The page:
“… prices set by [sc. fixprice] firms in the short run are not market-clearing prices, and are not even intended to be so. According to Lee …, this was the most striking lesson to be drawn both from Mean’s administered prices and from the surveys conducted by Hall and Hitch (1939). The novel and radical feature of the classic article of the latter was that prices are not designed to clear markets. Prices are not such that they equate supply and demand schedules. In a context where supply is flexible, firms do not necessarily attempt to equate demand to the normal use of capacity when they set prices.” (Lavoie 1992: 95).It is also clear that administered prices are not simply a phenomenon confined to monopolistic or oligopolistic markets, but are widespread in modern market economies and found throughout many other markets where competition exists amongst numerous small or medium-sized firms (Lavoie 1992: 95–96).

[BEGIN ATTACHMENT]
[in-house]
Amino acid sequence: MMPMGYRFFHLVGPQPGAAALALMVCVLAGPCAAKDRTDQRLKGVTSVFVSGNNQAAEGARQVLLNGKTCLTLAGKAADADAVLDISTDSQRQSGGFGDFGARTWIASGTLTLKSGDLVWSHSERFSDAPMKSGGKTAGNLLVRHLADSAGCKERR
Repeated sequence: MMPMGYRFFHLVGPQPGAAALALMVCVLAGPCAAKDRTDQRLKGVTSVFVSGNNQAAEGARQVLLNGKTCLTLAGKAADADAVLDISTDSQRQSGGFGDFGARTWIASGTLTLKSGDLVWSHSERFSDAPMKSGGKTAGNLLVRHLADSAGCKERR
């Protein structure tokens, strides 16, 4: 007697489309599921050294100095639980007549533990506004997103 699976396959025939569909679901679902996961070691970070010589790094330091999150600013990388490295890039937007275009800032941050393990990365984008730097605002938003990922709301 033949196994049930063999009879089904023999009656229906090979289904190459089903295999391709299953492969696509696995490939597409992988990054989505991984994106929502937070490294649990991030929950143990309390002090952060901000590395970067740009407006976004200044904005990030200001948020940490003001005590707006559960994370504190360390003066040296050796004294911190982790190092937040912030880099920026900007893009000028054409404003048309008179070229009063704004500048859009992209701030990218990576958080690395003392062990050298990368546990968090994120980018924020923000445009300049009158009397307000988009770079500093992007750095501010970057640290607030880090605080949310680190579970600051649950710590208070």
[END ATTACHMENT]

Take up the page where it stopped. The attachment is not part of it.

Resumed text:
The consequences of this are the following:
(1) one of the major (alleged) mechanisms driving an economy to Walrasian full employment equilibrium collapses and the whole notion that market economies have a strong tendency to general equilibrium must be abandoned, and
(2) the Austrian (or Misesian) notion that market economies have a strong tendency to economic coordination effected by firms’ adjusting their prices towards market clearing values is fundamentally flawed and wrong.
Hall, R. L. and C. J. Hitch. 1939. “Price Theory and Business Behaviour,” Oxford Economic Papers 2: 12–45.
Lavoie, Marc. 1992. Foundations of Post-Keynesian Economic Analysis. Edward Elgar Publishing, Aldershot.